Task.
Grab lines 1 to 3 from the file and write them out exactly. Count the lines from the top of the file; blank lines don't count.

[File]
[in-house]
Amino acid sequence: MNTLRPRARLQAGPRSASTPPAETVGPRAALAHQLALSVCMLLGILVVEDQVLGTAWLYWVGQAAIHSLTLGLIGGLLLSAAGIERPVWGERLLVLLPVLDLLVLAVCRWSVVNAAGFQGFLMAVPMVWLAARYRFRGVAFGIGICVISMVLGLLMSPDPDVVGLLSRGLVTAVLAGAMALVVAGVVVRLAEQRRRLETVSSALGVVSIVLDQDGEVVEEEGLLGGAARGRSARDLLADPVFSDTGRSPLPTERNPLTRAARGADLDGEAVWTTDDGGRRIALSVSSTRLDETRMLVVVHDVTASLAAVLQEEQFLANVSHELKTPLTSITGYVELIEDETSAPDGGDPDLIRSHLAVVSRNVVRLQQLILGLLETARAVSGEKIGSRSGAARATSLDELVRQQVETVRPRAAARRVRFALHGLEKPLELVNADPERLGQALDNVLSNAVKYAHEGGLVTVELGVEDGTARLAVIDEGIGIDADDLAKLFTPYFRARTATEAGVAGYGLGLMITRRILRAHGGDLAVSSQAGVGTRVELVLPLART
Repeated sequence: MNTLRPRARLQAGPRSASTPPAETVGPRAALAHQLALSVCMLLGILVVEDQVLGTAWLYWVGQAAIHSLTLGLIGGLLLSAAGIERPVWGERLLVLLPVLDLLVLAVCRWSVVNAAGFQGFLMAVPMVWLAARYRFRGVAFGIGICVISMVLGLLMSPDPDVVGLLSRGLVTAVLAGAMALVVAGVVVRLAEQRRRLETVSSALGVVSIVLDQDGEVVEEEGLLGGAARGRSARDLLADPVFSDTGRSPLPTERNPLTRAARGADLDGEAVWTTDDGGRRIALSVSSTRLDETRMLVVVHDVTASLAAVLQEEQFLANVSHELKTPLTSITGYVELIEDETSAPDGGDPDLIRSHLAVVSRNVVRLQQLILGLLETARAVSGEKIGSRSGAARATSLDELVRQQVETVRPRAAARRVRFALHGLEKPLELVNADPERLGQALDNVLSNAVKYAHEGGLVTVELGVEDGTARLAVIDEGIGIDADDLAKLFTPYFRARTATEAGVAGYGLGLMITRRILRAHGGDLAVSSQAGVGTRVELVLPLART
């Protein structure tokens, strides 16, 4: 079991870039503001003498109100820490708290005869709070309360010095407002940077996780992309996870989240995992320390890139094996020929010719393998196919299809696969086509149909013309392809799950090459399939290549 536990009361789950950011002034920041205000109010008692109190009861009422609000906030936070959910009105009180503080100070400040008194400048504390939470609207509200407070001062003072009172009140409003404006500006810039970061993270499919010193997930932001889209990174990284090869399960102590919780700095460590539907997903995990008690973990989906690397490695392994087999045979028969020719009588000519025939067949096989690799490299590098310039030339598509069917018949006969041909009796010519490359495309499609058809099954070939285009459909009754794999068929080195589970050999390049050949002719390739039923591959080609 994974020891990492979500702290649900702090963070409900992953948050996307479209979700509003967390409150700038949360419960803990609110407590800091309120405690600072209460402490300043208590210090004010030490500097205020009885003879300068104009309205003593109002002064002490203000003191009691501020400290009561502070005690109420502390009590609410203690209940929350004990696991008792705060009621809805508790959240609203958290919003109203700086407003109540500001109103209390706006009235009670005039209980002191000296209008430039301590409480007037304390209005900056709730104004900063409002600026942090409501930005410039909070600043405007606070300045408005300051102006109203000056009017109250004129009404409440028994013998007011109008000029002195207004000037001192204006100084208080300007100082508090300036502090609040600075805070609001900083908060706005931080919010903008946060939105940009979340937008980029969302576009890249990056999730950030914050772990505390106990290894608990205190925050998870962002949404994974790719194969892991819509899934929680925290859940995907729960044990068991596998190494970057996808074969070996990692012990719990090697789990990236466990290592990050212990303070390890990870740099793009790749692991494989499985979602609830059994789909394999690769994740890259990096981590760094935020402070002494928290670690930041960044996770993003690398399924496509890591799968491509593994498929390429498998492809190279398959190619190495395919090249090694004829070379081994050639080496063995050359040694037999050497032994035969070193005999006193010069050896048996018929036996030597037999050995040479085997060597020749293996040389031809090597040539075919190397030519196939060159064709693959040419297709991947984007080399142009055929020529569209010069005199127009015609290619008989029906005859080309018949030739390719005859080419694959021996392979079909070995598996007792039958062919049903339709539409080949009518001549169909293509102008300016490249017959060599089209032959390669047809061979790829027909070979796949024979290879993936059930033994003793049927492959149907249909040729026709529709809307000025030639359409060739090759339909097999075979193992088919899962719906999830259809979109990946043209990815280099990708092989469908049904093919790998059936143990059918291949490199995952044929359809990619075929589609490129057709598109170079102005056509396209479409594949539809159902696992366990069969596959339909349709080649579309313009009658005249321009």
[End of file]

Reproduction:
[in-house]
Amino acid sequence: MNTLRPRARLQAGPRSASTPPAETVGPRAALAHQLALSVCMLLGILVVEDQVLGTAWLYWVGQAAIHSLTLGLIGGLLLSAAGIERPVWGERLLVLLPVLDLLVLAVCRWSVVNAAGFQGFLMAVPMVWLAARYRFRGVAFGIGICVISMVLGLLMSPDPDVVGLLSRGLVTAVLAGAMALVVAGVVVRLAEQRRRLETVSSALGVVSIVLDQDGEVVEEEGLLGGAARGRSARDLLADPVFSDTGRSPLPTERNPLTRAARGADLDGEAVWTTDDGGRRIALSVSSTRLDETRMLVVVHDVTASLAAVLQEEQFLANVSHELKTPLTSITGYVELIEDETSAPDGGDPDLIRSHLAVVSRNVVRLQQLILGLLETARAVSGEKIGSRSGAARATSLDELVRQQVETVRPRAAARRVRFALHGLEKPLELVNADPERLGQALDNVLSNAVKYAHEGGLVTVELGVEDGTARLAVIDEGIGIDADDLAKLFTPYFRARTATEAGVAGYGLGLMITRRILRAHGGDLAVSSQAGVGTRVELVLPLART
Repeated sequence: MNTLRPRARLQAGPRSASTPPAETVGPRAALAHQLALSVCMLLGILVVEDQVLGTAWLYWVGQAAIHSLTLGLIGGLLLSAAGIERPVWGERLLVLLPVLDLLVLAVCRWSVVNAAGFQGFLMAVPMVWLAARYRFRGVAFGIGICVISMVLGLLMSPDPDVVGLLSRGLVTAVLAGAMALVVAGVVVRLAEQRRRLETVSSALGVVSIVLDQDGEVVEEEGLLGGAARGRSARDLLADPVFSDTGRSPLPTERNPLTRAARGADLDGEAVWTTDDGGRRIALSVSSTRLDETRMLVVVHDVTASLAAVLQEEQFLANVSHELKTPLTSITGYVELIEDETSAPDGGDPDLIRSHLAVVSRNVVRLQQLILGLLETARAVSGEKIGSRSGAARATSLDELVRQQVETVRPRAAARRVRFALHGLEKPLELVNADPERLGQALDNVLSNAVKYAHEGGLVTVELGVEDGTARLAVIDEGIGIDADDLAKLFTPYFRARTATEAGVAGYGLGLMITRRILRAHGGDLAVSSQAGVGTRVELVLPLART